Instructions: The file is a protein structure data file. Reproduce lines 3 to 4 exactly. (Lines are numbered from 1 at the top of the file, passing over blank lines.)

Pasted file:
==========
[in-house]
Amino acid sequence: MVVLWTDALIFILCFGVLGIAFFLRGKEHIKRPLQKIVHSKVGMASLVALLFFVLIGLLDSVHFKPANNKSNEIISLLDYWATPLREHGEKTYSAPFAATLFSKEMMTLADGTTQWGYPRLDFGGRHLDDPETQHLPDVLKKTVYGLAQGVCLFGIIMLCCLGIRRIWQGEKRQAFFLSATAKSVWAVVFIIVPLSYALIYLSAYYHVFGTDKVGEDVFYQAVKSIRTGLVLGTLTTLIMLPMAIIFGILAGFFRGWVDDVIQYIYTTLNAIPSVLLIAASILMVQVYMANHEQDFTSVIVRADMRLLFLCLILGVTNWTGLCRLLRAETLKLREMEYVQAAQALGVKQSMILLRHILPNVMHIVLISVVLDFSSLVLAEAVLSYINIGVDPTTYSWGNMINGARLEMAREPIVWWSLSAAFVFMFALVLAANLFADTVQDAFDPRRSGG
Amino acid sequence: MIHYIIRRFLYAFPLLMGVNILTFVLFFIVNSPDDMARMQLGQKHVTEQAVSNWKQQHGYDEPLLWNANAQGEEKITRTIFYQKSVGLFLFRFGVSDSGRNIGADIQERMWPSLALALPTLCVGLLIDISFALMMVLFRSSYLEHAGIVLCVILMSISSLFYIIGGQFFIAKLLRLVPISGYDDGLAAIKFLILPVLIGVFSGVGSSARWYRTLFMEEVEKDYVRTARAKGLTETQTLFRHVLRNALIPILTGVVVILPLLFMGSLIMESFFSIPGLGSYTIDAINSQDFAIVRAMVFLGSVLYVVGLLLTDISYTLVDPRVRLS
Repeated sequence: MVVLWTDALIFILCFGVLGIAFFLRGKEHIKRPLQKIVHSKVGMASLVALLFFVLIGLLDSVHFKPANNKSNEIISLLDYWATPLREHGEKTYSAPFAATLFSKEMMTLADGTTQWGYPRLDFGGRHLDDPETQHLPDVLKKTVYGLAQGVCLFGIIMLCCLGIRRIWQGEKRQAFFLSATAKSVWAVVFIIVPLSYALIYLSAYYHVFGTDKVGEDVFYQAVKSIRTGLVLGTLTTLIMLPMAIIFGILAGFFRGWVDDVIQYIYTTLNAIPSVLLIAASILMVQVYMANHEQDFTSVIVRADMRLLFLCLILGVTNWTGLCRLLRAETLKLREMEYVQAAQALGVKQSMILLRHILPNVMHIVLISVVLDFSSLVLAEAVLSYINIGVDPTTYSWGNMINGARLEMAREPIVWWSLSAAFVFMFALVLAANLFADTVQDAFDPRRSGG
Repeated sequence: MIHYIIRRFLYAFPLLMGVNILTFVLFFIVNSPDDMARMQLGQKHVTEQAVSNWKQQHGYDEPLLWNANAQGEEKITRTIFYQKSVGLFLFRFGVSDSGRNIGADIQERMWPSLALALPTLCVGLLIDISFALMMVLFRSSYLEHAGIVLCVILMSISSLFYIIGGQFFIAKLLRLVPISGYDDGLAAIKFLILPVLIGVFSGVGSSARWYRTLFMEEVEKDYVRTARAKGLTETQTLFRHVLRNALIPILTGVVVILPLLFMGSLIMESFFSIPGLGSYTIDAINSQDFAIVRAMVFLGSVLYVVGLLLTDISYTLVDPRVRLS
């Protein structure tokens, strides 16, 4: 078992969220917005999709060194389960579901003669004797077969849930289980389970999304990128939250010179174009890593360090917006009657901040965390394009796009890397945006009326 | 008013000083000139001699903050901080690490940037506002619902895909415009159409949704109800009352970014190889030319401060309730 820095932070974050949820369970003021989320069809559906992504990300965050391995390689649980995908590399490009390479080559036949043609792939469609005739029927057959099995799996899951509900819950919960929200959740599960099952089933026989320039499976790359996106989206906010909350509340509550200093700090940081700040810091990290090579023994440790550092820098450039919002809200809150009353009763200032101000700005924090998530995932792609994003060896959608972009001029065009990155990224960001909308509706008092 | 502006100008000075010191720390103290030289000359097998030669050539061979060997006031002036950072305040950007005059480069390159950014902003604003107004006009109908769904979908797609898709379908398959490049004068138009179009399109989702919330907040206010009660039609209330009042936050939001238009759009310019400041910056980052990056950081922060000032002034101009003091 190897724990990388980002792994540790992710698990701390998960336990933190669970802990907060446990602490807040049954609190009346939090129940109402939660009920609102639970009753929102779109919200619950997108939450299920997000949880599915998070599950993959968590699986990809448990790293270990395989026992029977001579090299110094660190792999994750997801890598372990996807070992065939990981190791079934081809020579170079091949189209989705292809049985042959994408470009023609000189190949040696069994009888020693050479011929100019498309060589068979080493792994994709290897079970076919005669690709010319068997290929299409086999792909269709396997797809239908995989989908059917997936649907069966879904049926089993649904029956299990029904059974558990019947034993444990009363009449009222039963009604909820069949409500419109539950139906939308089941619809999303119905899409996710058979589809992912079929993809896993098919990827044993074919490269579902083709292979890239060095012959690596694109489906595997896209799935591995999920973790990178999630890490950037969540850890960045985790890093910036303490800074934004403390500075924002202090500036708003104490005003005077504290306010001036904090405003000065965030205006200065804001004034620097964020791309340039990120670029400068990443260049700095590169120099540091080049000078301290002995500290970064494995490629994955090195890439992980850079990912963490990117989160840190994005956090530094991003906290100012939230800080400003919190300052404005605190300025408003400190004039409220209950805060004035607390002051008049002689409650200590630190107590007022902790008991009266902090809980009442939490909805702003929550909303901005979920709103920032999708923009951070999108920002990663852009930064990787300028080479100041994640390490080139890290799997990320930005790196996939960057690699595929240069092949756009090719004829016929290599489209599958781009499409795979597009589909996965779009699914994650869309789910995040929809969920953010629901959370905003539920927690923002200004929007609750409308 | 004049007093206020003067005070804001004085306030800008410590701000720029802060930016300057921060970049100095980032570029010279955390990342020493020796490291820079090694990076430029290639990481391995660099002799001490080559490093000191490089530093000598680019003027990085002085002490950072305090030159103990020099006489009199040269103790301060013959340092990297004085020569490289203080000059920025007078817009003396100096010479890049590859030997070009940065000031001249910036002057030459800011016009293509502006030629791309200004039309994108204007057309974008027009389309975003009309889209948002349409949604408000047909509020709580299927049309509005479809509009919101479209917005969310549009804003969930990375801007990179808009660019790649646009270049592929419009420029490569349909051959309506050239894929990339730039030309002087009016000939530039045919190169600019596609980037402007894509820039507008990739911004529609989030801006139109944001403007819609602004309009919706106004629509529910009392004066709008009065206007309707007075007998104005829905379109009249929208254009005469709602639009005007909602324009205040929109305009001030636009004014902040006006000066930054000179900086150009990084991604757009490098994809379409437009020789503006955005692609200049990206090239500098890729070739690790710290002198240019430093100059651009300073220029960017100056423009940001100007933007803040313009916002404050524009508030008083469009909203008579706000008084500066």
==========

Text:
Amino acid sequence: MIHYIIRRFLYAFPLLMGVNILTFVLFFIVNSPDDMARMQLGQKHVTEQAVSNWKQQHGYDEPLLWNANAQGEEKITRTIFYQKSVGLFLFRFGVSDSGRNIGADIQERMWPSLALALPTLCVGLLIDISFALMMVLFRSSYLEHAGIVLCVILMSISSLFYIIGGQFFIAKLLRLVPISGYDDGLAAIKFLILPVLIGVFSGVGSSARWYRTLFMEEVEKDYVRTARAKGLTETQTLFRHVLRNALIPILTGVVVILPLLFMGSLIMESFFSIPGLGSYTIDAINSQDFAIVRAMVFLGSVLYVVGLLLTDISYTLVDPRVRLS
Repeated sequence: MVVLWTDALIFILCFGVLGIAFFLRGKEHIKRPLQKIVHSKVGMASLVALLFFVLIGLLDSVHFKPANNKSNEIISLLDYWATPLREHGEKTYSAPFAATLFSKEMMTLADGTTQWGYPRLDFGGRHLDDPETQHLPDVLKKTVYGLAQGVCLFGIIMLCCLGIRRIWQGEKRQAFFLSATAKSVWAVVFIIVPLSYALIYLSAYYHVFGTDKVGEDVFYQAVKSIRTGLVLGTLTTLIMLPMAIIFGILAGFFRGWVDDVIQYIYTTLNAIPSVLLIAASILMVQVYMANHEQDFTSVIVRADMRLLFLCLILGVTNWTGLCRLLRAETLKLREMEYVQAAQALGVKQSMILLRHILPNVMHIVLISVVLDFSSLVLAEAVLSYINIGVDPTTYSWGNMINGARLEMAREPIVWWSLSAAFVFMFALVLAANLFADTVQDAFDPRRSGG